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Can I Trust the Gospels?

The short answer is 'yes.' The long answer is fascinating.

Jimmy Akin

From the perspective of faith, the four Gospels—like all books of the Bible—are divinely inspired, and this has implications for their truth and reliability. According to the Second Vatican Council:

To compose the sacred books, God chose certain men who, all the while he employed them in this task, made full use of their own faculties and powers so that, though he acted in them and by them, it was as true authors that they consigned to writing whatever he wanted written, and no more.

Since therefore all that the inspired authors or sacred writers affirm should be regarded as affirmed by the Holy Spirit, we must acknowledge that the books of Scripture firmly, faithfully, and without error teach that truth which God, for the sake of our salvation, wished to see confided to the sacred scriptures (Dei Verbum 11).

Since, under divine inspiration, the Evangelists wrote “whatever [God] wanted written, and no more,” whatever the Gospels affirm is “affirmed by the Holy Spirit” and so teaches the truth “without error.” The Gospels are thus completely reliable.

This doesn’t mean that what the Evangelist is affirming is always obvious, but it does mean that if we have properly understood what the Evangelist is saying, God guarantees that it’s true.

Not everyone shares the faith perspective, so we should consider how far the reliability of the Gospels also can be shown from the perspective of reason, which can lead us to faith.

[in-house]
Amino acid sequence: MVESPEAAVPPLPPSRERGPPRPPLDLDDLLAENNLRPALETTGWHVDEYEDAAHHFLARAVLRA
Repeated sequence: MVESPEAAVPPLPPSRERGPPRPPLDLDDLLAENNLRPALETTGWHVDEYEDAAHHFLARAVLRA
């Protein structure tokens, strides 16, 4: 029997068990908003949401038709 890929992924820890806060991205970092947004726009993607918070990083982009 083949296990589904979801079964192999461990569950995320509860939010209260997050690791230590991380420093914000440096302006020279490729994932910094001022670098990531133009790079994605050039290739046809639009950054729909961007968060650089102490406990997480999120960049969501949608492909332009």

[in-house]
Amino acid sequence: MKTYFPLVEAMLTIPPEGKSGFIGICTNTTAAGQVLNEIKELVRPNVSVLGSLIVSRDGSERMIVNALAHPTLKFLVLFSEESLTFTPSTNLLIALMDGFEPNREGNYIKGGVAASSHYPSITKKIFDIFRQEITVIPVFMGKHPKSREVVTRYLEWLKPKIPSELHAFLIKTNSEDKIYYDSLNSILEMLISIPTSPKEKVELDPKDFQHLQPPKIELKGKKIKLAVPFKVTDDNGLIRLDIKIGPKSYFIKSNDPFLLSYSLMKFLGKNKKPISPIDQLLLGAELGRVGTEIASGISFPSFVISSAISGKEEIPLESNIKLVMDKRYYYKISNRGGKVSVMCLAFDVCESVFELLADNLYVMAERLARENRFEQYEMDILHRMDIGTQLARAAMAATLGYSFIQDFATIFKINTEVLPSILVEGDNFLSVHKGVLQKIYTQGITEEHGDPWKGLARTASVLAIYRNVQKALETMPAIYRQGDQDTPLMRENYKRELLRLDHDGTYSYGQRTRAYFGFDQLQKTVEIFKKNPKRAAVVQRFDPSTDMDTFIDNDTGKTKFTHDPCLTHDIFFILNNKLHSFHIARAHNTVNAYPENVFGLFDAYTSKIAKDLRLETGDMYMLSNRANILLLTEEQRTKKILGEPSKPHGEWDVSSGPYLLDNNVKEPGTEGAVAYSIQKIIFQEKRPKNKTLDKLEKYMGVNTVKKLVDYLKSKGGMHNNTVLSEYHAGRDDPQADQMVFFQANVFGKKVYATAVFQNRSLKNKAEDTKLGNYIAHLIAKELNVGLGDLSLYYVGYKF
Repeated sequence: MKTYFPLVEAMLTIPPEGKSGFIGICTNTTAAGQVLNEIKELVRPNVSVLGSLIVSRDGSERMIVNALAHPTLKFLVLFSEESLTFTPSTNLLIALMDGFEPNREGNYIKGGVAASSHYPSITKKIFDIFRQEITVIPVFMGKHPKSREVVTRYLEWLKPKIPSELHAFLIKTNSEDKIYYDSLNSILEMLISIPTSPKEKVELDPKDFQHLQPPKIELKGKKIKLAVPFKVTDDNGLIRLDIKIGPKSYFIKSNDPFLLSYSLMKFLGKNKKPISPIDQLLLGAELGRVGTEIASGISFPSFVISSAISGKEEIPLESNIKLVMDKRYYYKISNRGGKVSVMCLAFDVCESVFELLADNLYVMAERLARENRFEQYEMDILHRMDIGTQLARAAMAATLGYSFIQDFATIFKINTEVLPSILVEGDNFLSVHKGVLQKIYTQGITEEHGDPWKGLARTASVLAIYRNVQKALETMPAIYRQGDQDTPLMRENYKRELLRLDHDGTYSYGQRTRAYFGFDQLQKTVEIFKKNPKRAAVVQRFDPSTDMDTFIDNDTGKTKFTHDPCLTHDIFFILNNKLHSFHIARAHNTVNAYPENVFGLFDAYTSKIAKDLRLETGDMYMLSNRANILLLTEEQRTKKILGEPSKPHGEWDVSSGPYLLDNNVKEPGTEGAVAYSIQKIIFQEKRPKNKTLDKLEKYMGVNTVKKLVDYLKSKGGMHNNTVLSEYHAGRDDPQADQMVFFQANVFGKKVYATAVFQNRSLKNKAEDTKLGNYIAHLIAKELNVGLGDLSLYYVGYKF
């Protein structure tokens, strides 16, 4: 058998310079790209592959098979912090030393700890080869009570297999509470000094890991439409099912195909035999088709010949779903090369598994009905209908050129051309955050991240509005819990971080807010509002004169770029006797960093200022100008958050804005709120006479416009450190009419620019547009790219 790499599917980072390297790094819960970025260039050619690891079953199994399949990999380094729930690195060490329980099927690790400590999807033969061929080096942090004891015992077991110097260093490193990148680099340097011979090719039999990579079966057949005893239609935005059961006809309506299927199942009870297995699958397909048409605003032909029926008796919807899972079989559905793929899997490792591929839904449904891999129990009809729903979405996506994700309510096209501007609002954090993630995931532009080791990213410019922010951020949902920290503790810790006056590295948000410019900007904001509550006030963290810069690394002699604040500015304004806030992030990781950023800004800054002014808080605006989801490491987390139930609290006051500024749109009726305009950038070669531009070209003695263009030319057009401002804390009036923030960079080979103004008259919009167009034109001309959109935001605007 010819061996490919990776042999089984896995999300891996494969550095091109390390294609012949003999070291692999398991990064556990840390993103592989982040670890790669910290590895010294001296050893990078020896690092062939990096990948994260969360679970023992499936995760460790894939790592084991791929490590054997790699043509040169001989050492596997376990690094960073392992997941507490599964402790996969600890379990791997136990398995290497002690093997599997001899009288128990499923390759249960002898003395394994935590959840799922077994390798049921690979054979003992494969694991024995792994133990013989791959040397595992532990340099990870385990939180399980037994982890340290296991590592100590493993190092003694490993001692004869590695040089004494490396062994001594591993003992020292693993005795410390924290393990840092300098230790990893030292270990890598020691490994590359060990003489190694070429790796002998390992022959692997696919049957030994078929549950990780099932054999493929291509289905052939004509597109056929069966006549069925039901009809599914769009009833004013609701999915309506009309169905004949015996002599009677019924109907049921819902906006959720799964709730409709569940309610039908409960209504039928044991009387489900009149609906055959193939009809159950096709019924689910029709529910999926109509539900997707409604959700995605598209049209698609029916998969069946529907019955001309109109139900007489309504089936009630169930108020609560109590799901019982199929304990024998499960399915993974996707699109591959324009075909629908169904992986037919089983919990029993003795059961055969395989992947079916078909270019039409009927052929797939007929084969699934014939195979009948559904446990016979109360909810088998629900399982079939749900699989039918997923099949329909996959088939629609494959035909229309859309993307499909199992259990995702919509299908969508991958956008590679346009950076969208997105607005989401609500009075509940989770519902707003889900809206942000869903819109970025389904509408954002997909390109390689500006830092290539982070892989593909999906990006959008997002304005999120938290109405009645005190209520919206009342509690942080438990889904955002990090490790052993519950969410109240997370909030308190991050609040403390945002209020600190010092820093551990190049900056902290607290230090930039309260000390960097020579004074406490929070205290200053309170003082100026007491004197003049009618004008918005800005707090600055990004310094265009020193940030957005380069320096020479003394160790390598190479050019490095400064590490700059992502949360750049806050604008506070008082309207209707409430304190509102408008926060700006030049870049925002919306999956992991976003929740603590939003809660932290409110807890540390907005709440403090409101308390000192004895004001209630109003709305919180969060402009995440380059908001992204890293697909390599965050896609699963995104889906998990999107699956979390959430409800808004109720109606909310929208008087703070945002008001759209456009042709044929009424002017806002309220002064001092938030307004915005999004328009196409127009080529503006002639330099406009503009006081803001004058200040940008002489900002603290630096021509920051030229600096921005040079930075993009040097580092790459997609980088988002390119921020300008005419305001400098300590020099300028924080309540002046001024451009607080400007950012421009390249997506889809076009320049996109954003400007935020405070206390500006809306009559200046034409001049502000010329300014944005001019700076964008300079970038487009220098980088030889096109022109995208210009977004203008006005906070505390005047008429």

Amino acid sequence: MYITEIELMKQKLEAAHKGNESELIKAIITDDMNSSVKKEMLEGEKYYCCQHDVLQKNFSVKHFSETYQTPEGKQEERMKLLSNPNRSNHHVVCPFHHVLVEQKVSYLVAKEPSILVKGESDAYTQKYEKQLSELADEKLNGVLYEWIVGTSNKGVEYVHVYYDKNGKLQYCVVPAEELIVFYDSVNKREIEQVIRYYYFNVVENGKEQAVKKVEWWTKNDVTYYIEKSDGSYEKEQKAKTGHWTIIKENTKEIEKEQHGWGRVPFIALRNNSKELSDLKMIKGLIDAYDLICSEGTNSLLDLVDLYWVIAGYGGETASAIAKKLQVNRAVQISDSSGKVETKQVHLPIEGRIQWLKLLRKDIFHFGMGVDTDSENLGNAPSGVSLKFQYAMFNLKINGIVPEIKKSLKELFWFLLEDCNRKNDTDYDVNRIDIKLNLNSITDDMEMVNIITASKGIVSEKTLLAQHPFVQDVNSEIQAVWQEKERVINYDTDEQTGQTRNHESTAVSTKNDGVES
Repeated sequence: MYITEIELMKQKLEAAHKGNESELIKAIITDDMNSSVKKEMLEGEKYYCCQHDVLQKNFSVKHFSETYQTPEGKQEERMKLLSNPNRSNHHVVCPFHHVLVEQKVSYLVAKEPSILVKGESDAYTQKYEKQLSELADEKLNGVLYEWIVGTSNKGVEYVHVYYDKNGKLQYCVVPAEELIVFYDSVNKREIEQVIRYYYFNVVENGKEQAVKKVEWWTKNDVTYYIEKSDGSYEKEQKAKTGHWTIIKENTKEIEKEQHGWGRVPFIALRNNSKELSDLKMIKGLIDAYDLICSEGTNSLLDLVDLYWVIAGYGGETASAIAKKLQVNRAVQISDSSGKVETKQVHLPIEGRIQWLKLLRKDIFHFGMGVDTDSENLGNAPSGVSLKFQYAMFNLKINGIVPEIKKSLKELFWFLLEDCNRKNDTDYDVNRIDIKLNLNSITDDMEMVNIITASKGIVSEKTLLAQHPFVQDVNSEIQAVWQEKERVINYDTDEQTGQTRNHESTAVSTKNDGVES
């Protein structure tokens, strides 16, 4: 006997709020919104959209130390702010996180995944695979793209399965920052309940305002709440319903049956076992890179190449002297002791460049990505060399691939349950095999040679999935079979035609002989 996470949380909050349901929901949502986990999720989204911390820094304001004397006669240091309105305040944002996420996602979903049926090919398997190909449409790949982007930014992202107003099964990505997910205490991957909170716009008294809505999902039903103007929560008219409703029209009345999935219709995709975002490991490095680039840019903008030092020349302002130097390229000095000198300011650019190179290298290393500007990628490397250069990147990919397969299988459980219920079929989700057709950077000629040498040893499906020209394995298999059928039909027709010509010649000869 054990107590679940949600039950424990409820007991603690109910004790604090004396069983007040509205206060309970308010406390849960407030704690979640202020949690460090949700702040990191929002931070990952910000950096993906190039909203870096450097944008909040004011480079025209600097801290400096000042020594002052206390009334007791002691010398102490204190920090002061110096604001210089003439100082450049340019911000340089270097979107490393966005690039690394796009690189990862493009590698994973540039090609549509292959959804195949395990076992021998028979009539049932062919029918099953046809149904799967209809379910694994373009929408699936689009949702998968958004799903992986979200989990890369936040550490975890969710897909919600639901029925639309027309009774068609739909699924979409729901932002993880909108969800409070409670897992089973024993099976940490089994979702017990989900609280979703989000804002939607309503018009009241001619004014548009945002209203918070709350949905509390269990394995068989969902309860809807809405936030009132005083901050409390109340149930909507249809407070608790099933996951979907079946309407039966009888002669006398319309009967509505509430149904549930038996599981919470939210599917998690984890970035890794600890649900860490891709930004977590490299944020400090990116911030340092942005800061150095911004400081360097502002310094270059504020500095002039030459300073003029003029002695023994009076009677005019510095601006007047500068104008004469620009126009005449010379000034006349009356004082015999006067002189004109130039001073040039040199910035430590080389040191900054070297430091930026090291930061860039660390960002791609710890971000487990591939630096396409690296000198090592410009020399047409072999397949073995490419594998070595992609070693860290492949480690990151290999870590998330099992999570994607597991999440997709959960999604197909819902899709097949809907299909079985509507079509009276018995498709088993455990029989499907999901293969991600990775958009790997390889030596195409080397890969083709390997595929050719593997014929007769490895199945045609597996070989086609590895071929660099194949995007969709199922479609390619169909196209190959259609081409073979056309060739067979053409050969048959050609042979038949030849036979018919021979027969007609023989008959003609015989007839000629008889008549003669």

In the wave of skeptical scholarship that began a little more than two hundred years ago, everything was questioned and challenged. Skeptics came to hold that the Gospels were written by anonymous individuals, long after the events they portray, and that the stories and sayings of Jesus were the product of long periods of oral transmission in an unreliable game of “telephone.”

There are reasons to reject each of these claims. The Gospels were written by the men whose names are on them, they were written quite early, and they are based on eyewitness or near-eyewitness testimony. But we have additional ways of showing the reliability of the Gospels from the reason perspective.

The synoptic problem helps, because it shows us how the Evangelists treated their sources. When Matthew and Luke used Mark’s Gospel, they didn’t radically alter the substance of individual sayings or stories. They polished the language, but they carefully preserved the substance. The fact that there are so many passages with near word-for-word agreement shows how careful they were with Mark. And if they were careful with this source, that gives us evidence that they were careful with other sources they would have used.

We also have evidence that Mark was careful. In the first century, one of the great controversies in the Church was whether Christians had to obey the Mosaic Law, which would mean that certain foods were unclean to eat, as some early Christians claimed (Rom. 14:1, Col. 2:16).